During the first few years of widowhood you need to take care of yourself and give yourself time to grieve. During this time it’s best to focus on issues that need immediate attention and avoid making long term financial decisions. Everyone’s timeframe is different, but after a few years you may be ready to start looking toward the future. Initially, this may be difficult and very emotional. It’s not unusual to take two steps forward and one step back. Take it slow and gradually start creating a plan for your future.
Before the loss of your husband, you set goals and dreams together. It’s very hard to let go of those dreams and start planning for a future on your own. Many widows feel they are betraying their husband by changing their plans. This is simply not true, now that your husband is gone your situation is different, and you need to chart a course that meets your new situation.
Start by identifying your values and what is truly import. Make a list of what you want and need in your life. It may help to evaluate different areas of your life and identify your needs and desires in different categories such as: family, health, social, faith, financial, community and continuing education. Using this information, set some broad goals to be achieved over the next five years as well as some long term goals. Some big decisions may come out of this process including where and how you want to live. Do you want to live in a new city, new house or maybe downsize to something easier to maintain? If you are still working, do you want to make some career changes? Do you want or need to go back to school? How do you want to spend your time and money over the next five years?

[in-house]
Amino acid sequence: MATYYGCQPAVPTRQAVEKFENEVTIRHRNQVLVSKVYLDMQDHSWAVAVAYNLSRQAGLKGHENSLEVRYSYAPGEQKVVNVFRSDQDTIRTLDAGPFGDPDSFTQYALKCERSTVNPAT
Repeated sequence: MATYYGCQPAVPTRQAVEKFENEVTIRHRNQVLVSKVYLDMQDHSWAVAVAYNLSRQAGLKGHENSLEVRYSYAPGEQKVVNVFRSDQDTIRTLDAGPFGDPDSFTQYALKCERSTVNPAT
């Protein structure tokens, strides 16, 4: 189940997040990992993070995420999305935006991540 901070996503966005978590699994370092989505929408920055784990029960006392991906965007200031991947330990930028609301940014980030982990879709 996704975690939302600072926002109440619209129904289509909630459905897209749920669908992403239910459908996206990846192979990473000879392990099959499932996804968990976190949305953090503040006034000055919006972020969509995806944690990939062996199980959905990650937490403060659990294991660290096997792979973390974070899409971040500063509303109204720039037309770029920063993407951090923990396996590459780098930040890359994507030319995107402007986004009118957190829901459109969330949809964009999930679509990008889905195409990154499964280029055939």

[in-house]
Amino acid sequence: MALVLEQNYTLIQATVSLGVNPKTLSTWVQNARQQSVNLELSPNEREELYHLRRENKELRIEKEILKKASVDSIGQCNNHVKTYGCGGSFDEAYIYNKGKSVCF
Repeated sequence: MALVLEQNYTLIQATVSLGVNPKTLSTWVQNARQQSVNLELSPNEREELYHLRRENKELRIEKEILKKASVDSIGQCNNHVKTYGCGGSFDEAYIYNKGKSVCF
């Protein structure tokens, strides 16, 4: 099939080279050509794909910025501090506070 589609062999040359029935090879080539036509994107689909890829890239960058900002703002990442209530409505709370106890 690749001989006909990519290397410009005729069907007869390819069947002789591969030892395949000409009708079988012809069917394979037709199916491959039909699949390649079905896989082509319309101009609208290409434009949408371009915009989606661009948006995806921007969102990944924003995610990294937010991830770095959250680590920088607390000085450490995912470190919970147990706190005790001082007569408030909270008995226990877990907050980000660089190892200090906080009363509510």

Once you have identified your goals, develop a financial plan that will enable you to put your plans into action. Your financial plan needs to provide a balance between your long term needs and your short term goals. Evaluate your current situation. Identify your current net worth, your current income and your current expenses. Are your expenses in alignment with your goals or do you need to make some adjustments? This is your opportunity to adjust your lifestyle and spending habits to support your goals.
In developing your financial plan, set aside funds for major expenses such as college tuition, a new vehicle or home maintenance. You should also consider paying off card debt and maintaining an emergency fund of at least four months of expenses. Do some planning to be sure you’re saving enough for retirement. If you are in retirement, ensure you have enough funds to cover your projected expenses throughout retirement. Finally, budget some money just for fun -to do some traveling or pursue some hobbies.